Over 20,000 people a day depend on the metro for reliable transportation. The construction of the metro cost nearly 1.6 billion dollars, but to the people of Medellín, it is a symbol of revitalization and a sense of pride. Paisas embraced this iconic achievement which spreads 16 miles east to west and 4 miles north to south. I can say with confidence that the metro reduces the commute time from an hour in a taxi to under 10 minutes by train. The people of Medellín respect the metro so much that it is super clean with no signs of wear or trash anywhere. Integrated into the metro is a free cable car system that transport people that live in the poorer, steeper comunas to and from the center. Zigzagging up the neighborhoods that hug the hillsides provides stunning views of the city and street life below. Besides being on a tourist’s itinerary, the cable car removes the barriers that once segregated neighborhoods by integrating even the poorest paisas to the rest of the community. It is the first city in the world to use a metro cable as public transit and provides a greater sense of community and standard of living.
The last string of cable cars extends beyond the highest comunas, leading to the mountainous wilderness known as Parque Arví. Spanning 40,000 acres, Parque Arví is a nature reserve used as an escape from the bustling city traffic. Thick forests of pine and eucalyptus trees hold many hiking paths for recreation. I visited the park multiple times during my stay. The first time I visited Parque Arví, I went with a group from our hostel. We soon found out that on Sunday, part of the cable cars are closed off. All 5 of us crammed into a taxi which took 30 minutes to reach the top. However, by the time we got up there, we were told that the cable car system stopped at a specific time and we were worried we wouldn’t be able to come down. It made me appreciate the lines even more, for that taxi ride was rough and expensive.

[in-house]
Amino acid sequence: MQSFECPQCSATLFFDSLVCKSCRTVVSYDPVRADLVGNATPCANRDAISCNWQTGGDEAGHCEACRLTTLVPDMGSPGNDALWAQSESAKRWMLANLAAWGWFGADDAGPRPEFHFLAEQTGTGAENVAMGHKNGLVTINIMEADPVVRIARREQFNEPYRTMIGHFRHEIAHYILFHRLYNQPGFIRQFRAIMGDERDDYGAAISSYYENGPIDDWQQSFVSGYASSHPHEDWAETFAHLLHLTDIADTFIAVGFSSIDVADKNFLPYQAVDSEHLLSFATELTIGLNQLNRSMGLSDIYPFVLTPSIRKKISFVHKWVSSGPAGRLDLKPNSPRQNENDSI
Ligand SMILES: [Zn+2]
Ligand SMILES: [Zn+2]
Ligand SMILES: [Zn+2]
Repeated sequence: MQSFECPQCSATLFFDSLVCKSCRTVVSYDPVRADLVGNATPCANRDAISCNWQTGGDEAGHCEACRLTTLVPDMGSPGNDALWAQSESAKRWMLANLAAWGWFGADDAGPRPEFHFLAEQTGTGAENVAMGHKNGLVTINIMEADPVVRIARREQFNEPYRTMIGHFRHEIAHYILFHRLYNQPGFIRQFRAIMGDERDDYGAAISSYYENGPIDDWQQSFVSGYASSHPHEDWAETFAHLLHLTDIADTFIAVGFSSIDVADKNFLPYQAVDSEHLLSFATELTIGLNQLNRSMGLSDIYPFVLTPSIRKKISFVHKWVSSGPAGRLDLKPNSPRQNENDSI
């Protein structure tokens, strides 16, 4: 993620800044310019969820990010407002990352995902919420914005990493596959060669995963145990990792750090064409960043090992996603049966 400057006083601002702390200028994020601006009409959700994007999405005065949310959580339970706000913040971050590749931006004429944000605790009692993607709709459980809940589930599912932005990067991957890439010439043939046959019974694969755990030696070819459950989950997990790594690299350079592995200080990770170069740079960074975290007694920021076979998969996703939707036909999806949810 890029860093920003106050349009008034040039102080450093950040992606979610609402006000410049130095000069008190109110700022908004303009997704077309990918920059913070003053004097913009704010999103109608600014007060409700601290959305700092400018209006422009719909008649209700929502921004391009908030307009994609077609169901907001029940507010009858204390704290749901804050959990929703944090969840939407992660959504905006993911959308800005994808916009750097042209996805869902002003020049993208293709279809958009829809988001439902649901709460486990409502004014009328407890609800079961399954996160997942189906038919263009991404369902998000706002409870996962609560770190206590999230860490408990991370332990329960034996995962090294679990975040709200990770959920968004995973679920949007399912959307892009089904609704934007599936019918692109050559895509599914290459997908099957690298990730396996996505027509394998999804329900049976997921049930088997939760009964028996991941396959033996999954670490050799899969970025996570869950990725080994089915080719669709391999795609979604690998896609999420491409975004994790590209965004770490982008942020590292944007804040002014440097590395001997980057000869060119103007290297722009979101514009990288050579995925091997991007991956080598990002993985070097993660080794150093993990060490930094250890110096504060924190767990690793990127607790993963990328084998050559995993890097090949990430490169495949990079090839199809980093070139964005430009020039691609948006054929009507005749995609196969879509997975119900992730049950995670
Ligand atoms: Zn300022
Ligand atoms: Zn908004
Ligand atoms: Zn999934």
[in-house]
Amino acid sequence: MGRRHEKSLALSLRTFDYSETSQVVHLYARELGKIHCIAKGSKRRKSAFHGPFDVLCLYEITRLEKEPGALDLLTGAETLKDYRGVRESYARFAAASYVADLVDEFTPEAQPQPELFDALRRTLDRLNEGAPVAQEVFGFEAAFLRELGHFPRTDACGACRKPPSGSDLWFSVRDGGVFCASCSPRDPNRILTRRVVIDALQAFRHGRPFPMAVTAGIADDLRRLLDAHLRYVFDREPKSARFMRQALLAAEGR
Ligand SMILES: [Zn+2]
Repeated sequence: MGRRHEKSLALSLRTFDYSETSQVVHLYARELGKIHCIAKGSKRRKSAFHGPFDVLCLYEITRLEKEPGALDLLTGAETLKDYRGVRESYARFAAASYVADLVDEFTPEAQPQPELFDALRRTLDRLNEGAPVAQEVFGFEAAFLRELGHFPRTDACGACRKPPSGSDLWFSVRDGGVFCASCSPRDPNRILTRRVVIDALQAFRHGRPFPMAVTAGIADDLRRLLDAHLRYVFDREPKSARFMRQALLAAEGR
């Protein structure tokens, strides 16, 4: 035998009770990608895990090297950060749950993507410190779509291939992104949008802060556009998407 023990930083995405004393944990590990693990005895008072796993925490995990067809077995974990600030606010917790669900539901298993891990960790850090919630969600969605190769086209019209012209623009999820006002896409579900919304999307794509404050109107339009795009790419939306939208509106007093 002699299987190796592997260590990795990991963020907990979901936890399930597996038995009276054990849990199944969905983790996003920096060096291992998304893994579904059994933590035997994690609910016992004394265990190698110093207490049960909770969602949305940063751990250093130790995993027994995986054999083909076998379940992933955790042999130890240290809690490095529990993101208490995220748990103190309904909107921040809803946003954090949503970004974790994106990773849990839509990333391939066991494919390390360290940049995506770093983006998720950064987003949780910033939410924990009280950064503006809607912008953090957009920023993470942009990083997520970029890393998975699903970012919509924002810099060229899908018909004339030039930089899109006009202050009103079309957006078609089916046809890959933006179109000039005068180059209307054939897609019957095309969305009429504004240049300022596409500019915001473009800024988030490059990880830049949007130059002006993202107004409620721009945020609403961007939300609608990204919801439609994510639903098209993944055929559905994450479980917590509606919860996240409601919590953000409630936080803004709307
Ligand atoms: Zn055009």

The best attraction one could do in Medellín is the Free Walking Tour. The tour was incredibly informative, describing in great detail the history of the city as well as the major attractions. After over four hours, I could feel myself adjusting to the city and as cheesy as it sounds, I felt like I belong here with an overwhelming sense of pride for a city I just met. For those of you that have watched an episode of Portlandia, my tour guide was an obvious doppelganger with not only his appearance but also his mannerisms. He showed us Parque de las Luces, an artificial forest of concrete posts jutting from the ground. Over 300 posts illuminate at night and is an example of public spaces being transformed to benefit citizens. It quite literally shone a spotlight on a dangerous area and pushed crime away.
Medellín is a city full of parks and plazas within walking distance from the center. Vendors and shop attendants with the greeting “a la orden” meaning “at your service” fill the streets selling everything you could ever imagine. We saw Iglesia de la Candelaria, the oldest church in Medellin constructed in 1682. Our guide told us that Catholicism and religion in general was seen as a way for Colombians to wipe their hands clean from their wrongdoings. He said even drug lords would attend church after their horrible atrocities to be renewed and essentially continue to commit more crimes.